Trying to get a marketing job is tough these days.
You spend hours of your time crafting a cover letter, tweaking your resume to match what the company is looking for, and send it in, only to hear crickets… No one responds.
Or even worse, you immediately get that dreaded email back from the company saying:
“Sorry, but you’re not a good fit for the role.” or
“Sorry, but we’ve filled the role already.”
You start to think to yourself:
“There’s no way anyone from the company even looked at my resume! This is a waste of time.”
And you start to get down on yourself thinking that you’ll never get the job you want.
This exact scenario has happened to me time and time again, and I keep hearing from friends that this situation is becoming even more prevalent. What’s worse, is that companies need good marketers but are having a hard time hiring for those roles.
If you’re a marketer looking for a new role, the way to get a job has fundamentally changed from what you’ve likely been told you should be doing.
Having spent the last 5 years on both sides of the spectrum, both as a hiring manager and as someone interviewing for new roles, I’m going to outline some learnings from over the years to help you land the marketing career you’ve always wanted.
But before I get into the advice for what you should be doing, It’s important to understand what you might be doing wrong first.
Why You’re Not Getting That Marketing Job You Want
You’re Applying for Jobs Way Above Your Experience Level
Stop applying for Manager, Director, and Vice President of Marketing level roles when you’re one or two years out of college with little to no experience. While you might think you can hold your own with a full-time job like that, you likely don’t have the experience yet to successfully execute in one of those roles.
I used to be one of these people that thought I deserved a role like that out of college, however, after over five years as a practicing marketer, my perspective has changed (my old colleagues are probably laughing right now saying “I told you so”).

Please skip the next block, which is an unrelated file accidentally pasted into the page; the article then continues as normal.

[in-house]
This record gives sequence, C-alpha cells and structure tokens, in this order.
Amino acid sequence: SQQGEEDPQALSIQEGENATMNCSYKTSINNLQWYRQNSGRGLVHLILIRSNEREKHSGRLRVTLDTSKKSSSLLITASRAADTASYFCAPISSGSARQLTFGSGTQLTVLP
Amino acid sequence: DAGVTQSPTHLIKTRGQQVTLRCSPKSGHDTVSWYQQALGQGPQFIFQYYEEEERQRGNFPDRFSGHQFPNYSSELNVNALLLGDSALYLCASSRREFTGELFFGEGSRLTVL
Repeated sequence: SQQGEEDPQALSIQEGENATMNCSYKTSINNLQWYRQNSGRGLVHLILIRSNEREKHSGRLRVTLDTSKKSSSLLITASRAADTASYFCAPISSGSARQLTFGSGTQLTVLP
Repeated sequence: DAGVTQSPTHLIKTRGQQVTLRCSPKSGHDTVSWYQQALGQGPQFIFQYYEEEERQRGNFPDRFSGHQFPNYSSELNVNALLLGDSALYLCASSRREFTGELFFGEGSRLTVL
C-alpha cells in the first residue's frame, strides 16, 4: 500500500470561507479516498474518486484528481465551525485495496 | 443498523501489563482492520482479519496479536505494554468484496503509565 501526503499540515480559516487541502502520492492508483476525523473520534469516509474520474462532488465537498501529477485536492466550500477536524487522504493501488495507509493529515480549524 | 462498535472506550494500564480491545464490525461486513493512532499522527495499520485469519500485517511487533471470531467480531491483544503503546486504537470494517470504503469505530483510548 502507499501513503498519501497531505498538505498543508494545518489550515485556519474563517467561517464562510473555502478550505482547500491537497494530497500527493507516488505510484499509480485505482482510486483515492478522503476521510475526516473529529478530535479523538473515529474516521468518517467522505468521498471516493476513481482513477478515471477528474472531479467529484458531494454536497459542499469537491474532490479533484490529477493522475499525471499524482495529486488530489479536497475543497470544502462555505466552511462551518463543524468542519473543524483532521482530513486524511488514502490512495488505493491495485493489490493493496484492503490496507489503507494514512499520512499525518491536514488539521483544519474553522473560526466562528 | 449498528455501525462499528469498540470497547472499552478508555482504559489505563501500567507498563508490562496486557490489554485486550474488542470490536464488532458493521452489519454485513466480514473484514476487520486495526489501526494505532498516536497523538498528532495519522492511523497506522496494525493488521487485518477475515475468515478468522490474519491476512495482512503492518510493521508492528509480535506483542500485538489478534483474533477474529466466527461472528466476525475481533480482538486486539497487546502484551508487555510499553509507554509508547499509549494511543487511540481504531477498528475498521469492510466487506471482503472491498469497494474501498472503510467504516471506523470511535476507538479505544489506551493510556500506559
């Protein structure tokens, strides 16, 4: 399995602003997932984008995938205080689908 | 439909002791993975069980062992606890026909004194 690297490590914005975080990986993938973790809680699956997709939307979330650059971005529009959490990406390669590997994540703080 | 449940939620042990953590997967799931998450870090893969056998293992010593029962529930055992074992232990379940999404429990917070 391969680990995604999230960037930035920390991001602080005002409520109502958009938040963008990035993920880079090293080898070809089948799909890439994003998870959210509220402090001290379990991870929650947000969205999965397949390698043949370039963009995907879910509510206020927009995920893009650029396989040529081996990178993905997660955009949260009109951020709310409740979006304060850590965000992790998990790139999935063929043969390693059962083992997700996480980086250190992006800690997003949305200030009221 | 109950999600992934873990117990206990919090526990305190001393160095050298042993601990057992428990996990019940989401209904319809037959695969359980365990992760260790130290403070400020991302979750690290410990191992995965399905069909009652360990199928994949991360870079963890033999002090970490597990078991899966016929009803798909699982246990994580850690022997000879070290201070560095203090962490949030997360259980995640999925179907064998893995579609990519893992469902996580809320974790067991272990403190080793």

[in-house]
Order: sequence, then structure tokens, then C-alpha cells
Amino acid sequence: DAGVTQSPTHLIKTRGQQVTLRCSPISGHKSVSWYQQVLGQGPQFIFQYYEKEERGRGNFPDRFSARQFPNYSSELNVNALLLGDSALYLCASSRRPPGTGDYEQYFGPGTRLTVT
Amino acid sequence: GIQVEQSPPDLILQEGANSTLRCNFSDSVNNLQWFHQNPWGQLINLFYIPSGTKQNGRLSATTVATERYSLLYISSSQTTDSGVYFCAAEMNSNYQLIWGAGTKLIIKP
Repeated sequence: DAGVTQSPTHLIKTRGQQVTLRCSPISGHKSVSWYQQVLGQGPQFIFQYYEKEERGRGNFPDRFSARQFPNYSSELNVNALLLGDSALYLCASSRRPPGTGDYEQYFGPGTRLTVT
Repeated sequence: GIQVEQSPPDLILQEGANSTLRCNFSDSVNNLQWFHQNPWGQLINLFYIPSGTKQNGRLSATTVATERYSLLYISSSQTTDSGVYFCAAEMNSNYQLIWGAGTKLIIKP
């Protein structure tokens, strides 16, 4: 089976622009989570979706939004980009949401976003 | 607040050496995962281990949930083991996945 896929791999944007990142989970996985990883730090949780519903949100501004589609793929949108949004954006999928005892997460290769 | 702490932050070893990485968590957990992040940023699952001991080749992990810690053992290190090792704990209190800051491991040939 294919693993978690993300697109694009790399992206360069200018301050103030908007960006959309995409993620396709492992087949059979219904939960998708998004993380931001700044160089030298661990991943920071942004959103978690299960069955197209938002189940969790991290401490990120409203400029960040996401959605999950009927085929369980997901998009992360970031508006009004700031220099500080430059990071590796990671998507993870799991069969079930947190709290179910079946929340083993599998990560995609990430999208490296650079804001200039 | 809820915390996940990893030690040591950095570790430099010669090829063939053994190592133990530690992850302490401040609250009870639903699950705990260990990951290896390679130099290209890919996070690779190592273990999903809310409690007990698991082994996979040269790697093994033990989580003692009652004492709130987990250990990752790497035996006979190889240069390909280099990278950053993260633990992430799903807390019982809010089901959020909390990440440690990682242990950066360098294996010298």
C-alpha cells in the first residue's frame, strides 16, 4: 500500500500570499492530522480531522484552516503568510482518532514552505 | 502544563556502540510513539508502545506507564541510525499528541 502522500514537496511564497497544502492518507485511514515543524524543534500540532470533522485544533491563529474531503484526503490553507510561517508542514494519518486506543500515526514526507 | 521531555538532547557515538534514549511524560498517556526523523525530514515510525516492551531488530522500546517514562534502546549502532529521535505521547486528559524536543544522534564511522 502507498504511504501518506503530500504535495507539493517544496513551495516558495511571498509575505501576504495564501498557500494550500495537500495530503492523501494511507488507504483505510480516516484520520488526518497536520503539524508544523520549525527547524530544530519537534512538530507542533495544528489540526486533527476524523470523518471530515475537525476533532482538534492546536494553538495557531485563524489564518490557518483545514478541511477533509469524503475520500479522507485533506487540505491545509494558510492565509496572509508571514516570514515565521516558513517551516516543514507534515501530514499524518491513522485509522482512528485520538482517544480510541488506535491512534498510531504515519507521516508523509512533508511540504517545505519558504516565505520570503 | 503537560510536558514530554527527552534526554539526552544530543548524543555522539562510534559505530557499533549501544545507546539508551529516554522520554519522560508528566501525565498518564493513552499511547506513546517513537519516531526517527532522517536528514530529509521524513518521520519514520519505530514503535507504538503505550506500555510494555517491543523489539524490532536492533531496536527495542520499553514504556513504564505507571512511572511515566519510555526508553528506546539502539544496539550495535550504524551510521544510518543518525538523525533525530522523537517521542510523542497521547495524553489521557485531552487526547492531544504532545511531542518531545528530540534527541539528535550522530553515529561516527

When I graduated college, I used to think that I knew it all when it came to marketing. I saw tons of opportunities that companies weren’t capitalizing on and therefore I thought I deserved a high-level role in a company. But what I quickly realized is that, while ideas are great, executing on them is more important.
Having a Manager, Director, or Vice President level role in a company is not just about having great ideas and it’s not about “marketing status”.
Having a high-level title in marketing is equally about your marketing chops as it is your effectiveness as a leader.
If you’re really early on in your career, you might have a great marketing mind, but you likely haven’t yet learned how to deal with politics in an organization, how to effectively manage and motivate others, or how to successfully market different types of products and services.
On the flip side, while you might think you want a high-level role, once you get into the corporate world you might figure out that you don’t want a high-level role because you like doing the work rather than managing the process from a high level. Some of the best marketers I know are individual contributors because they’re high performers but don’t like managing others. If you fall into that bucket, it’s okay, you don’t need to have a high title to gain a high status in the marketing world. You just need to do great work and have results to back up your efforts.
You Don’t Have a Clear Idea of the Type of Role You Want
When applying for roles, it’s important to know where your interests or skill sets lie. Typically if you land a first interview, it’s going to be an interview qualifying you.
The person on the other end of the phone might ask things like:
“Why do you think you’d be a good fit for the role?”
“What interests you about working for this company?”
“How does your past experience relate to what we’re looking for in this role?”